So, thank you Bob Tuschman for letting America vicariously taste that “addictive” pickled beet through your applause. Tomorrow I’ll share the recipe so you can fall in love with pickled beets at home.
In a Paris Pickle
The other pickle I served up on Episode 6 was less intentional. It was the perplexing pickle of whether to be an American or a faux-Frenchwoman in Paris. Justin Warner jogged my cartoon memories in his recap: “If bad French accents were not generally entertaining to us, there would be no Pepe Le Pew.” Well, I was certainly trying to break free of the “boring, subdued” persona in which the judges had come to perceive me. But my comedic approach ended somewhat like this:
In retrospect I get it. They didn’t want me to put on a cowboy hat and Frisbee-sized belt buckle. They wanted me to be … more me! I could have run up to the balcony, gawking over the view and said something like “Gee whiz, I can’t believe I’m in Paris, where some of the world’s best cuisine has its roots! But you know what folks? I’m going to serve you a pickle that tastes just as good as if it were being savored off a silver platter in the culinary capital of the world. Try my addictive Cardamom Pickled Beets – this is food with roots close to home! And don’t forget to make your kitchen the center of the culinary universe with the recipe for Pickle Juice Dressing on the back.” Blammo.
But instead, I got to throw baguettes into the green screen and tip my beret, and my magic beets saved me from saying “au revoir” this week.
On a more poetic note, I must share a beautiful poem my friend sent to keep my spirits high:
The artist who dances on the edge
You are brave.
Such a generous soul, someone who doesn’t hesitate to leap when others shrink in fear. Your work means so much to you and to the people you share it with, we can’t help but be inspired at the way you make your magic.
You’re a warrior in the service of joy and you never seem to stop standing up and speaking up and doing your very best work.
Sometimes, a particular audience doesn’t deserve you. But that doesn’t matter in the long run, because of your relentless generosity in sharing your gift.
I can’t wait to see your next work, and the one after that.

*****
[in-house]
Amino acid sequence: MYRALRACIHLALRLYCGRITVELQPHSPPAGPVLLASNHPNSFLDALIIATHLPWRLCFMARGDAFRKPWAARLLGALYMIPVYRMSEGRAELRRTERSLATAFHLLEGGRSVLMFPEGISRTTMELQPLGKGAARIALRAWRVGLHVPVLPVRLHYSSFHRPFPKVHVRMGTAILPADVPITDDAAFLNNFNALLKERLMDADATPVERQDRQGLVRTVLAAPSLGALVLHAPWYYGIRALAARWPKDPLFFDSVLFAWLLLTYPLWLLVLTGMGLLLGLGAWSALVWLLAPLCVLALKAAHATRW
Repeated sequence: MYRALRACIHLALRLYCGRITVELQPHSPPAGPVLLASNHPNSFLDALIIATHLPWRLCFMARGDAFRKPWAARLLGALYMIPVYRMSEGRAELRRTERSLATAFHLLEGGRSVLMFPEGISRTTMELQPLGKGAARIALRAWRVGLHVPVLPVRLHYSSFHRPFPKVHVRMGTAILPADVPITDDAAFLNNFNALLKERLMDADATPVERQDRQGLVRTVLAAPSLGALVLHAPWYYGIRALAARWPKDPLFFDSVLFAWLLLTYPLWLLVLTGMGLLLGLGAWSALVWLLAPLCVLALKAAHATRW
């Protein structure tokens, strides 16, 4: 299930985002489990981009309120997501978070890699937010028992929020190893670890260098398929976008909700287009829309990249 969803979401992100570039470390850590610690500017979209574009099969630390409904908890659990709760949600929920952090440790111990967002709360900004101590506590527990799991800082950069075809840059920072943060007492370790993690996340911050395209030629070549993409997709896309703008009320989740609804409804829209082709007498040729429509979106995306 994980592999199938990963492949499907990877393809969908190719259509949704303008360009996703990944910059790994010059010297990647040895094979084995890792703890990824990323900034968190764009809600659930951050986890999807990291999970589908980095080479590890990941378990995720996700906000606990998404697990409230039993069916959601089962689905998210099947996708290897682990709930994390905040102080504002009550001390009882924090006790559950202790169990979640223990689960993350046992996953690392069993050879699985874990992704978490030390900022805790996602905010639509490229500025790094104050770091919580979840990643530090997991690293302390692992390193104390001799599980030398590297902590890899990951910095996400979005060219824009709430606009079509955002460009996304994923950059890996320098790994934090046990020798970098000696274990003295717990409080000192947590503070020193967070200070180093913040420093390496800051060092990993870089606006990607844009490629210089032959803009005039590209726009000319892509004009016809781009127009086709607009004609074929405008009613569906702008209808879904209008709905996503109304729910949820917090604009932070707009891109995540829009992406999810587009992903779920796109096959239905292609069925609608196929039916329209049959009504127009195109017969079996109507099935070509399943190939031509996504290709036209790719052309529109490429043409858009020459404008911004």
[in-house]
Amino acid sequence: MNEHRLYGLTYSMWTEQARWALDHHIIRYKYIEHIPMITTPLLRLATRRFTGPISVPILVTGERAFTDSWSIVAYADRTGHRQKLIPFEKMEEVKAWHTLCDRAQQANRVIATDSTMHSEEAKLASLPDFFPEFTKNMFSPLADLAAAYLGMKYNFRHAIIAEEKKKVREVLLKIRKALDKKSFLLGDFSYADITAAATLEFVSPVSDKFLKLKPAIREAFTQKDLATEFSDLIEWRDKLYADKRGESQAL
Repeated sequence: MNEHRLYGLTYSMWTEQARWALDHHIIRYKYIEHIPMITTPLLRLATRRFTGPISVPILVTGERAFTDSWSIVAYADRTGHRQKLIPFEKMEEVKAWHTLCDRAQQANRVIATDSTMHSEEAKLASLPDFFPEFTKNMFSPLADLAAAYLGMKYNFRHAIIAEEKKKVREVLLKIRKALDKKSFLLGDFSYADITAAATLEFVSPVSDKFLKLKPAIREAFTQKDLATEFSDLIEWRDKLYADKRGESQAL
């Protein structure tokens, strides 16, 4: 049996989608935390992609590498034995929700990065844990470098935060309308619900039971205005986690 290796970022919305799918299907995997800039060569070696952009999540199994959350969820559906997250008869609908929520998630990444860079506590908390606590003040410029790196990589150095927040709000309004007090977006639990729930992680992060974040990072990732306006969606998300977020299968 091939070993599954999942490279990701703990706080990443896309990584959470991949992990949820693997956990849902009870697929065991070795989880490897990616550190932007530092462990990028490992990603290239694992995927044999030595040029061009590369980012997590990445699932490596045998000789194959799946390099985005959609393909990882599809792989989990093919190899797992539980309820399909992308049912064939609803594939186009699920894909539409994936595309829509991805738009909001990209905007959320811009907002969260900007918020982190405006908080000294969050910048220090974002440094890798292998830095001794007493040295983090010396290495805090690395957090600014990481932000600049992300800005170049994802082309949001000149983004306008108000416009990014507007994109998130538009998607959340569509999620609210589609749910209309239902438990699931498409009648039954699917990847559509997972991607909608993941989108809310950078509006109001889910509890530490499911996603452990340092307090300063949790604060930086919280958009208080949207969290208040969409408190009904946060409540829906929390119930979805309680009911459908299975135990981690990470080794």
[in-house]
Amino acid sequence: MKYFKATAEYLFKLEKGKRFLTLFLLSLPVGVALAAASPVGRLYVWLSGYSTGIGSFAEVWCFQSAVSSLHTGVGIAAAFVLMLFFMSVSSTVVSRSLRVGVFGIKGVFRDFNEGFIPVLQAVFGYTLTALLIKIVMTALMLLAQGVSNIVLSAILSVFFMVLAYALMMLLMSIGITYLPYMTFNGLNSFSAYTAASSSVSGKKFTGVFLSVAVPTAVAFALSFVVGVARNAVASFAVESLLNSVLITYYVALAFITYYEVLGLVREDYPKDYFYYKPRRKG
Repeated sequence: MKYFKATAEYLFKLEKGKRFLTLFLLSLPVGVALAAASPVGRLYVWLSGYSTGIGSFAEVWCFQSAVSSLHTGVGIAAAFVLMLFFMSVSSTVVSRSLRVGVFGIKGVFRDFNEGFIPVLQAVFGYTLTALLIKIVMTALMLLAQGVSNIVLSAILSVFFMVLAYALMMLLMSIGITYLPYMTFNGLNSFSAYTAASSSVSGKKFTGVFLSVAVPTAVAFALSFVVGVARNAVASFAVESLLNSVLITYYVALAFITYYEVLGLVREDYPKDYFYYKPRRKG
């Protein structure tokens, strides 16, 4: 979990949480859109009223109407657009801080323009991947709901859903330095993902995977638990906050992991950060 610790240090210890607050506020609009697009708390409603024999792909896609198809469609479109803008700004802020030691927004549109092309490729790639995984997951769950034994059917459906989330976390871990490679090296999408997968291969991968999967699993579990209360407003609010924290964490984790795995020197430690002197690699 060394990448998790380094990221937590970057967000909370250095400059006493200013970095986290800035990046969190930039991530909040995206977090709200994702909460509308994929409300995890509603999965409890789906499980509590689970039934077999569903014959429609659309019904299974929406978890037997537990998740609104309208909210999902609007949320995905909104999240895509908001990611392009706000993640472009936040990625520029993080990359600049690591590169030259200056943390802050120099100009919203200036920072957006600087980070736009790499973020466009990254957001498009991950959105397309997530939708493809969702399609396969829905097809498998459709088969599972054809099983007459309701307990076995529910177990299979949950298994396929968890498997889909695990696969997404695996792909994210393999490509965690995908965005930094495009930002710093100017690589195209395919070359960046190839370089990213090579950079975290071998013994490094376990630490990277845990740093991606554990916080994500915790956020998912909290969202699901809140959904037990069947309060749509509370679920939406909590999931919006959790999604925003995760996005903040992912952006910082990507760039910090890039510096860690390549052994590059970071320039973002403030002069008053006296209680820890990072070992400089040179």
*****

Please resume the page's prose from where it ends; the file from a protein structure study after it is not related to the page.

Long Live Reubencito
Mi hermanito. My lifeline to the chunk of my heart and mind that will always live south of the border.
Though I imagined there would be a Latino on our season representing the grand majority of our country, Reuben caught me by surprise. Over forty percent of millennials are first-generation American, and Reuben admirably represents a population steeped in diversity. He is perfectly bilingual, despite the judges dismaying inability to understand him. (Apparently this is a theme.) At the ripe age of 27, Reuben is fearless and embracing the American dream with several restaurants and businesses under his belt. His machismo extends as chivalry, though Reuben will be the first to admit he can also be fiery. He’s Cubano after all, and he’ll drink rum and dance salsa with me ‘till the cows come home. Reuben’s energy could not be tamed, and I believe it will be the spaceship that eventually launches him to stardom.
I found such solace in being able to speak Spanish with Reuben while filming. It was an escape for me, and a reminder that Food Network Star is a story amongst many I’ll live to tell – surely one of the biggest. In 2008 I stood at 19,344 feet on the summit of Volcano Cotopaxi in Ecuador (the closest point on earth to the Sun). With my head in the clouds, I couldn’t have foreseen the peak I would be attempting to conquer this summer. But in my quest to climb to the top of Food Network Star, I’ve felt short on oxygen more than once. After Reuben’s trip to the moon, it feels like my tank is running low. Thankfully, we’re both still on planet earth and have many more meals and adventures to share. Suerte querido, and remember the Rrrrreeeses!
While in suspense, enjoy these links!